MicroRNAs (miRNAs), an important component of epigenetic mechanisms of carcinogenesis, have been shown to play crucial roles in cancer initiation, metastasis, prognosis and responses to drug treatment and may serve as biomarkers for early diagnosis of cancer and tools for cancer therapy. Metal carcinogens, such as arsenic, cadmium, hexavalent chromium and nickel, are well-established human carcinogens causing various cancers upon long term exposure. However, the mechanism of metal carcinogenesis has not been well understood, which limits our capability to effectively diagnose and treat human cancers resulting from chronic metal carcinogen exposure. Over recent years, the role of miRNAs in metal carcinogenesis has been actively explored and a growing body of evidence indicates the critical involvement of miRNAs in metal carcinogenesis. This review aims to discuss recent studies showing that miRNAs play important roles in metal carcinogen-induced cell malignant transformation and tumorigenesis. Some thoughts for future further studies in this field are also presented.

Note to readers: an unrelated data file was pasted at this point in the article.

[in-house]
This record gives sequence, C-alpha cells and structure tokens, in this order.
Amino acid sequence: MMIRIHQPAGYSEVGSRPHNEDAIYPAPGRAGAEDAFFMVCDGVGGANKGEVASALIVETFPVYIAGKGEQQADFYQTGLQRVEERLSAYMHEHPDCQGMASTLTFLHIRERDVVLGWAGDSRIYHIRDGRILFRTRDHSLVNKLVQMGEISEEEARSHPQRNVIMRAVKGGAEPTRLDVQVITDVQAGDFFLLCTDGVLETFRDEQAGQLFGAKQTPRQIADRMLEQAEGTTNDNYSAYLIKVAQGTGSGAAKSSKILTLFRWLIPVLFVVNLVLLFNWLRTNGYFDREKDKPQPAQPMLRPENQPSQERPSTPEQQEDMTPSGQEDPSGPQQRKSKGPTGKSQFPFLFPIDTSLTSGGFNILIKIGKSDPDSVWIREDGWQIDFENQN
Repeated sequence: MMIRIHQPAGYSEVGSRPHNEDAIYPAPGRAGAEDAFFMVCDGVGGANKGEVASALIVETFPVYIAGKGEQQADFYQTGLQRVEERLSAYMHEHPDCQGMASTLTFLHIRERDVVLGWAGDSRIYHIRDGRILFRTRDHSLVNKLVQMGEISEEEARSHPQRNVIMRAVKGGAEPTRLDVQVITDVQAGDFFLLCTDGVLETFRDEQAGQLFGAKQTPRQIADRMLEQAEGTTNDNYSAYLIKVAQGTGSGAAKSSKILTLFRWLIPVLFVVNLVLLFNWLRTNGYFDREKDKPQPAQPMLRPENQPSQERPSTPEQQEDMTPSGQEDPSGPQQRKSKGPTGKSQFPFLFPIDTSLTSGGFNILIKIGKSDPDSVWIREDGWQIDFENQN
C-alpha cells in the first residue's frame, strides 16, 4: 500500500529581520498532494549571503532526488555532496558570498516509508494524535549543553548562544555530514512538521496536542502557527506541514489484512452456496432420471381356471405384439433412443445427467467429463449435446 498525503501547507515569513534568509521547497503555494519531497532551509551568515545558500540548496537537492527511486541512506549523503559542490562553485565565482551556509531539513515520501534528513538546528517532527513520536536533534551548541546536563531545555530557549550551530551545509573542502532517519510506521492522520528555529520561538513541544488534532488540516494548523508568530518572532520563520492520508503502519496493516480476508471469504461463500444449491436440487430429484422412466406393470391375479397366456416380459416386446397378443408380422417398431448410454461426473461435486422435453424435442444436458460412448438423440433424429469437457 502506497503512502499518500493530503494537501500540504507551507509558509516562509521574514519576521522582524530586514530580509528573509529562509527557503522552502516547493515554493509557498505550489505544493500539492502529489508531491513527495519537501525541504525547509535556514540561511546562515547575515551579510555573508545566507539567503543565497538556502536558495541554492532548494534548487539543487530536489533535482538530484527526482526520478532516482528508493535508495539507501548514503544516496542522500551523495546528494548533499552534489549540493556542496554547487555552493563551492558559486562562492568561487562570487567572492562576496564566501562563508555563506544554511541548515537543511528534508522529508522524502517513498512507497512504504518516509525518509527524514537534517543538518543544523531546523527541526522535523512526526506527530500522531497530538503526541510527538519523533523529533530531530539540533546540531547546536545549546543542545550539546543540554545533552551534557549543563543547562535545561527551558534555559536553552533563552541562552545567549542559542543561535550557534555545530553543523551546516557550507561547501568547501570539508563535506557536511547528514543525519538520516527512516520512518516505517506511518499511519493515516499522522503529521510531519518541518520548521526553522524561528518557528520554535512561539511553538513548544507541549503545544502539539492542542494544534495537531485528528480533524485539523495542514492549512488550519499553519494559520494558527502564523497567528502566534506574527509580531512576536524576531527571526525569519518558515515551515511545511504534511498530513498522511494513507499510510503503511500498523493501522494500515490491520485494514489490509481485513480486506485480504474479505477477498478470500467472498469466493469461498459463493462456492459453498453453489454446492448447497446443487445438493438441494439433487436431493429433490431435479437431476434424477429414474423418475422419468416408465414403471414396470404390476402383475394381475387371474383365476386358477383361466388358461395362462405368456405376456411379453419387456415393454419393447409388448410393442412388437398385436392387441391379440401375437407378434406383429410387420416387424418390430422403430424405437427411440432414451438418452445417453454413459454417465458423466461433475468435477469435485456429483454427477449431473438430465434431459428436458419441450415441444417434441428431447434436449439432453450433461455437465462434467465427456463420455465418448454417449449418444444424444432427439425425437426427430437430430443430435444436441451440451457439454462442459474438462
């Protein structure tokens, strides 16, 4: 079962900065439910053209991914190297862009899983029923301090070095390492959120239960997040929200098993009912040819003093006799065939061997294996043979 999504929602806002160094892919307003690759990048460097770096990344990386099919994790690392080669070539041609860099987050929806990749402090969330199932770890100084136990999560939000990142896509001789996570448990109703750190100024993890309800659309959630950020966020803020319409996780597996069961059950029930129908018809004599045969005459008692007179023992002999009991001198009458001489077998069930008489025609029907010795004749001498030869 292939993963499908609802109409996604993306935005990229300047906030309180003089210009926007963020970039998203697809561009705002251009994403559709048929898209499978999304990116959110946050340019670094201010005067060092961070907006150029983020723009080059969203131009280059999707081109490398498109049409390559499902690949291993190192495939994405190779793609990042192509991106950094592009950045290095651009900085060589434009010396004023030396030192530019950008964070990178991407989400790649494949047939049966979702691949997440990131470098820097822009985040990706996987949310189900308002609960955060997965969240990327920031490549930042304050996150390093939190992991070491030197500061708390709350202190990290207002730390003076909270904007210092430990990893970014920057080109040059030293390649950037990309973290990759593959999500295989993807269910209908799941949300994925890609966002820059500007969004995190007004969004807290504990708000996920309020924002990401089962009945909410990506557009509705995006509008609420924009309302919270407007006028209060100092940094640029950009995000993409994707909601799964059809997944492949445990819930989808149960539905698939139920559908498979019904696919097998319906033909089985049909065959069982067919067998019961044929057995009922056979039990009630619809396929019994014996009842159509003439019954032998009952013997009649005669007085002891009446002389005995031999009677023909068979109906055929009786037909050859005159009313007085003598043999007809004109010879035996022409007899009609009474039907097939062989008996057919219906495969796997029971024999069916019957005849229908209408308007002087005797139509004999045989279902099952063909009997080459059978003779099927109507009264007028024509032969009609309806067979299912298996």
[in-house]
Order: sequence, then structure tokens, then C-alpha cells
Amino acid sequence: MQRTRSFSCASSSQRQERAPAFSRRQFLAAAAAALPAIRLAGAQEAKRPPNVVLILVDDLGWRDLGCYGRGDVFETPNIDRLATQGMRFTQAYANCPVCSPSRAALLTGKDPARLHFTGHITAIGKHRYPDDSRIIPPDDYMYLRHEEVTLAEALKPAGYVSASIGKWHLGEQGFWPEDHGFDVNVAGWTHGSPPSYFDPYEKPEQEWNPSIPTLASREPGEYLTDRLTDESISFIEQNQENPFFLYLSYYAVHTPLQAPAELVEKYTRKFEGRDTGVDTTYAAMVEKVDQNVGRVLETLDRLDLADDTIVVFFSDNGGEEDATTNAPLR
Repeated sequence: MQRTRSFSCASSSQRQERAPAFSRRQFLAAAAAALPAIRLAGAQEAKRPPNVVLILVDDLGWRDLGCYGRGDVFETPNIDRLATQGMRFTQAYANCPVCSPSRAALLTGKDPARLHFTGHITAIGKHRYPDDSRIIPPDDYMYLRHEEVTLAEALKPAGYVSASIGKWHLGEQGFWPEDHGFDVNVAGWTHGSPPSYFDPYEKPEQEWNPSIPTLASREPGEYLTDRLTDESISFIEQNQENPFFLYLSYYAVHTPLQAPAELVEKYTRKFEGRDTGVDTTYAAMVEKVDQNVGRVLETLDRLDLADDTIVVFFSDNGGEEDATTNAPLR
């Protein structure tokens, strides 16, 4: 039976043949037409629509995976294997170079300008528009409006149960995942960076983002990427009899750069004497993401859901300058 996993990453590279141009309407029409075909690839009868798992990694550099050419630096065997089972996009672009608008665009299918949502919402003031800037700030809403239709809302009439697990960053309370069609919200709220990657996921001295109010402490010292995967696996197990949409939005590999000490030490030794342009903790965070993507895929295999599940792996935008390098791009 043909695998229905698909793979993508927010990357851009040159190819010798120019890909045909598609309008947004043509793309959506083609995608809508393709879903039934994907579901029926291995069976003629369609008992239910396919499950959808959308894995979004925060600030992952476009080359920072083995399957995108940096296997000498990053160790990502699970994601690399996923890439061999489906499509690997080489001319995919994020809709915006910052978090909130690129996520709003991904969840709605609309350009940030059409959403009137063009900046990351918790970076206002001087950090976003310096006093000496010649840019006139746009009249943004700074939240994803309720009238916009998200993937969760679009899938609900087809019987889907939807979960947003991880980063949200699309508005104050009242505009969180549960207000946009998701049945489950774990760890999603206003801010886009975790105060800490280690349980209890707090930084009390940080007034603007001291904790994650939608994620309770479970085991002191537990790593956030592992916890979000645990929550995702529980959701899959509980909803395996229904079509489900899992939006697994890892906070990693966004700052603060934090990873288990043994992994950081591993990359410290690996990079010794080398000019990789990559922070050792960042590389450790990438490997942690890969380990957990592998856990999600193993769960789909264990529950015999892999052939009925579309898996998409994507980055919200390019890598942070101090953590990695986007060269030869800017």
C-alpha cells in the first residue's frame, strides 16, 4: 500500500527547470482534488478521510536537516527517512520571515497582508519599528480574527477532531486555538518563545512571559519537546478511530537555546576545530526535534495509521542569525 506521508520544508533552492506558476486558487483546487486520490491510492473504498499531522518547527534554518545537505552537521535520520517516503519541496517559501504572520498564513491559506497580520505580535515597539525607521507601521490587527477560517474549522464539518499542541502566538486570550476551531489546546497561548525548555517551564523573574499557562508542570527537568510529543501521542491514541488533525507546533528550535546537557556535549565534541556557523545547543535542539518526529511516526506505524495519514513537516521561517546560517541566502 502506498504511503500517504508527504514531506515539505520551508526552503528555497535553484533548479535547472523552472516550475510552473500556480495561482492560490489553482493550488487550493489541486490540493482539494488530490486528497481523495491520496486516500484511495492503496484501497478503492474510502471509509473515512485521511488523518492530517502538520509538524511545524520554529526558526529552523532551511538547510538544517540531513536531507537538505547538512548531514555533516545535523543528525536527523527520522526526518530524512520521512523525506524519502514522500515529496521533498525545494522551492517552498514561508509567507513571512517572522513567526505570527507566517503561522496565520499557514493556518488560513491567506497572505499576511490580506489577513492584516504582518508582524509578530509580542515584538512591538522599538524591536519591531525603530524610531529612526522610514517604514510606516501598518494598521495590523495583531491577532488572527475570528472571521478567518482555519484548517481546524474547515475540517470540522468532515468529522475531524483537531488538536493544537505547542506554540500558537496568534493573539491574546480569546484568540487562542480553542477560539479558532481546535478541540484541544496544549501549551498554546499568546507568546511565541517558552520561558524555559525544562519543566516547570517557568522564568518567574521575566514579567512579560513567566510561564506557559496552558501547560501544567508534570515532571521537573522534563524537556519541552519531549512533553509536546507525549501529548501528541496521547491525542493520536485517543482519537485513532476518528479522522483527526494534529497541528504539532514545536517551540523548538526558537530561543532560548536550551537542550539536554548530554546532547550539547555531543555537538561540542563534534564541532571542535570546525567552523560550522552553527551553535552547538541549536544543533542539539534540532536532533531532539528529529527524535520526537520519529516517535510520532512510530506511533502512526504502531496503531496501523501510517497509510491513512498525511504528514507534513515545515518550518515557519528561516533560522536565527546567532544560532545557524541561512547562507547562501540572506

|Number of pages||8|
|Journal||Food and Chemical Toxicology|
|State||Published - Dec 1 2016|
Bibliographical noteFunding Information:
This work was supported by the National Institutes of Health [R01ES017777 to C.Y.].
© 2016 Elsevier Ltd
- Metal carcinogenesis
- MicroRNA (miRNA)
ASJC Scopus subject areas
- Food Science